A Culture's Journey to Love
I believe in a radical thought. That we as human beings are wired for loving connection and that this is the driving force behind all of our cultural interactions. Each of us asks the question, “Am I loved?” And when we come together into cultures, we seek to answer this question in the faces, actions and words of others. We collectively in cultures seek to answer this question. When I ask this question of individuals, they universally say yes to this proposition for themselves as individuals. However, when I introduce this idea into business cultures, I sometimes get pushback. They say, “No, business is not about love.” Or “No, love has no place in these walls,” and they list the reasons. But this radical thought is indeed true, and it is the key to human thriving. This idea about love and culture is backed by endless empirical studies that find that the firms that embrace this premise thrive, and actually outperform the others. So why do we struggle bringing this key concept if true into the business world?
Does love have a place in business?
Often this pushback about business and love connection is grounded in real world experience. I, like others, have experienced cultures that are just the opposite of this. They are not focused on loving connection. They are focused on small things like money, accomplishment, and control. Someone who is fresh from a culture not focused on love is right to doubt, yet even these cultures and our feelings towards them bear out that there is something not right about these cultures. An aching in our hearts that Victor Frankl, author of Man’s Search for Meaning, would call our “will to meaning,” that is the core of who we are. Unless that “will to meaning” is fit with the key that opens the heart to life, our emotions cry out against it. Our emotions, both good ones and bad ones, are at their core a cry to return to what scientists call homeostasis, or in plain language, peace. We will find no peace until we find cultures based on love in our own hearts first and importantly in the organizations that we lead. Where and how we are leading can be illustrated by these five cultures.
How to Measure Love?
The five cultures are all measured by three components of love that I have written more about in my book titled “The Ultimate Why”. They are, in brief, Knowing, where we know and understand ourselves and others. Knowing encompasses our past realities of our values, our personality traits and strengths, and our stories. The next is Emotional Engagement, this encompasses healthy emotional exchange in our own hearts and with others. This is where we can identify the thoughts giving rise to bodily feelings, and be flexible about how we respond. Emotional Engagement is our life in the present and it is the most difficult piece of this journey and few pass it and move on to Promise. Promise is our future commitments and actions. Our promises to ourselves and others should be based on values and should be explicitly made. These are the three components of a loving connecting culture. I use the acronym K-EE-P as a shorthand to reference them in the rest of this article. Let's look at the five cultures in light of these measures.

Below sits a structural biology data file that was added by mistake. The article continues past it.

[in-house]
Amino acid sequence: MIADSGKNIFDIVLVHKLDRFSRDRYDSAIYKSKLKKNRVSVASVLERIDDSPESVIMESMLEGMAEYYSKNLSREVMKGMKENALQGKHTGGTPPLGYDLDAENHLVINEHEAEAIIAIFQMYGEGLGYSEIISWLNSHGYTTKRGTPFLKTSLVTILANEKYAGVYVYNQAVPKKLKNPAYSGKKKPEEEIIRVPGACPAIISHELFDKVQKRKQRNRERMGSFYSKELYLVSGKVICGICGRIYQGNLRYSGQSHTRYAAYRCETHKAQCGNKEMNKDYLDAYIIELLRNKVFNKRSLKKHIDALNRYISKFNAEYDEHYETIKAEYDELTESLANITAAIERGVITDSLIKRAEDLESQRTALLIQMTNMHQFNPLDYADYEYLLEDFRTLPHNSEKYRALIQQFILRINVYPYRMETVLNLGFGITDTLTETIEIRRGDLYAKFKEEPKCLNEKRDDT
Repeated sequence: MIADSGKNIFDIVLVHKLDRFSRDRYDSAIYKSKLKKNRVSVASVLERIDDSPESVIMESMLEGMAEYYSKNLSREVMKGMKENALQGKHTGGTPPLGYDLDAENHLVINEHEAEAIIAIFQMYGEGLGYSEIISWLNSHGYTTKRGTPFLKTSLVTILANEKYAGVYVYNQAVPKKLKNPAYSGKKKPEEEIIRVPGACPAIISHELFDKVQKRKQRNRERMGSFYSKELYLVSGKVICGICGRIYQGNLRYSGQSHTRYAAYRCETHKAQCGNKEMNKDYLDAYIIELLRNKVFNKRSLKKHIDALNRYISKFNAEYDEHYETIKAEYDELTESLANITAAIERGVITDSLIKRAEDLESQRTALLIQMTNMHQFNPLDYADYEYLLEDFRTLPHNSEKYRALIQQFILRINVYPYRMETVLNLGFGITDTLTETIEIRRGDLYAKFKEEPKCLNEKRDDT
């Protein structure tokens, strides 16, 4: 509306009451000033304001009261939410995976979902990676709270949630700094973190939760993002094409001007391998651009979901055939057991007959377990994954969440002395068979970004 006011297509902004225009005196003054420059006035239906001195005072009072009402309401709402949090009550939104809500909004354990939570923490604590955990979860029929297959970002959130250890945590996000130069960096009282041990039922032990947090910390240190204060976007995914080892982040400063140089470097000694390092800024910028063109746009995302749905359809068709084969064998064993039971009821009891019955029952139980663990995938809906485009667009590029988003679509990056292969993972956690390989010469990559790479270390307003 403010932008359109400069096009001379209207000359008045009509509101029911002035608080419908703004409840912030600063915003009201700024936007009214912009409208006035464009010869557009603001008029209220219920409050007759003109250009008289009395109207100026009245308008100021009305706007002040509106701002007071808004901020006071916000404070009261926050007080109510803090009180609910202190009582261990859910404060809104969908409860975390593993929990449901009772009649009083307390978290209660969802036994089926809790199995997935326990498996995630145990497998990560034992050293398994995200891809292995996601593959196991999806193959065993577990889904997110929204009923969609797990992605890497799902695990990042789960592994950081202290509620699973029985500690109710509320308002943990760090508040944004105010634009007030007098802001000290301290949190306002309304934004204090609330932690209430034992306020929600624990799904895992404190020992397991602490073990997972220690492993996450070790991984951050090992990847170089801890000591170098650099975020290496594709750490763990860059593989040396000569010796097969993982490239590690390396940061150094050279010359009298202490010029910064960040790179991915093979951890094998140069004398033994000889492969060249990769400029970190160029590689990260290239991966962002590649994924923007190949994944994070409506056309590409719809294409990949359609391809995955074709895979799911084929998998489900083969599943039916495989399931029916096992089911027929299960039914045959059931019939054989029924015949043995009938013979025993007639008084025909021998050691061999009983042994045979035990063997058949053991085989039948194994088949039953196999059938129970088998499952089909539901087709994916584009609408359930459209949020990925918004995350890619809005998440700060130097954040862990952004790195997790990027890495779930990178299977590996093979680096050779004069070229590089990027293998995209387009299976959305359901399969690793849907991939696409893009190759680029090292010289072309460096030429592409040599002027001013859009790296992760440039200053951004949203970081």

This is where norms and values are not established collectively. Often in these environments, strong pushy wills surface and rule by fear and power, only to be challenged by others. It is a very toxic environment with no K-EE-P. This is the “Lord of the Flies” scenario. This type of culture is what we find in street gangs, prisons, and unfortunately in some businesses where no effort to define norms and behaviors other than “Do what I say” prevails.
2. Commodity Culture
This is a transactional culture where people and labor and money are treated like commodities. There is the beginning of promise here where an explicit transaction is laid out. An agreement to give you money for your labor. It is generally made clear that no emotions will be tolerated and I could care less who you are as long as you produce the agreed-upon output. You can be fired and replaced like any cog in the machinery, and you feel it.
3. Duty Culture
This builds on the commodity promise, and adds a slight emotional engagement component. Duty and honor are added to the paycheck. In these environments the norms are set against self knowings and personal emotional expression beyond doing your duty. We’ll give you honor and respect that you are a person and not a cog. There is a loyalty to the individuals and the business in these exchanges and a safety in the simplicity of the norms and behaviors. Yet it is not an innovative place where most would thrive, it's more like a survivable grind. You don’t live for this kind of work, you do it out of a sense of obligation.
4. Achievement Culture